Posted by Victoria Dennis on October 07, 2010 at 07:49
In Reply to: Re: To Each His Own posted by Baceseras on October 06, 2010 at 15:43:
: : : : : : : The origin of, "To each his own", comes from MacBeth when Shakespear wrote about Ursis father telling him on his journey, "to each his own,but to thine own self be true, this must follow as night the day, thou cans't be false to any man". All of the entries are wrong, wrong.
: : : : : :
: : : : : : Good theory, but it doesn't.
: : : : : : The lines, from Act 1, Scene 3 are:
: : : : : : This above all: to thine ownself be true,
: : : : : : And it must follow, as the night the day,
: : : : : : Thou canst not then be false to any man.
: : : : : : Farewell: my blessing season this in thee!
: : : : : : Unless you have a different version from me.
: : : : : : DFG
: : : : : [There is no character _Ursis_ in "Macbeth," and the lines are from "Hamlet." The removal of this thread would be welcome. - Bac.]
: : : Did I type MacBeth? Sorry about that - put it down to age. It doesn't take from the 'puzzling' nature of the original post, though.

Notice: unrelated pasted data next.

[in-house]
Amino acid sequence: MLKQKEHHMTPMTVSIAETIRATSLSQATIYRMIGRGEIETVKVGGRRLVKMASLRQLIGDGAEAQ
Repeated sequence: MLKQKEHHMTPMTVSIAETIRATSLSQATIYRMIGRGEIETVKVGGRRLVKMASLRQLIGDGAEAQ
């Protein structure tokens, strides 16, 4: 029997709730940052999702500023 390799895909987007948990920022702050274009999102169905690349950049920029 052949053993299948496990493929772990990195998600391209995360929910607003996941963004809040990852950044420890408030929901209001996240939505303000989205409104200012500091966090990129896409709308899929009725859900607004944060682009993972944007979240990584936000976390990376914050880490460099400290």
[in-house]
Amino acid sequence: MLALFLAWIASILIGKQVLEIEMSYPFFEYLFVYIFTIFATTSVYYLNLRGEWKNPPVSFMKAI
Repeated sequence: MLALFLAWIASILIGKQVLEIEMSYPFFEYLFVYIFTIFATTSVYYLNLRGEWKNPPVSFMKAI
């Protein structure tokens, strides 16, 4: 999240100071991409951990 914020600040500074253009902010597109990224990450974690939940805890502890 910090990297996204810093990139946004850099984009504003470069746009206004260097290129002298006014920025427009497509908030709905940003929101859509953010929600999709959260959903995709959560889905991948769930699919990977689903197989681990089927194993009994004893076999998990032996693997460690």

: : : DFG
: : Old age and memory can creep up, yes Laertes was the boys name and again Hamlet was the tragedy, however the read is as close as any I've seen yet when the meaning means, "have your own thoughts and morals, but respect others as you would your own..
: [See, David, it just gets more puzzling, doesn't it? Will we ever find out who Ursis was? Maybe Leon Ursis, author of Exitus, Pursued by a Bear. - B.]
But, to go back to the main point: whichever the play or the name of the character, the fact remains that this passage not only isn't the origin of "to each his own", it doesn't even remotely contain the same idea. It means that if one is true to oneself one will necessarily also be true to other people.
"To each his own" is actually a straight translation of a phrase in Cicero, "suum_cuique", although Cicero meant it slightly differently - "everybody gets his own [just deserts]". The German translation, "Jedem das Seine" is used in Cicero's sense: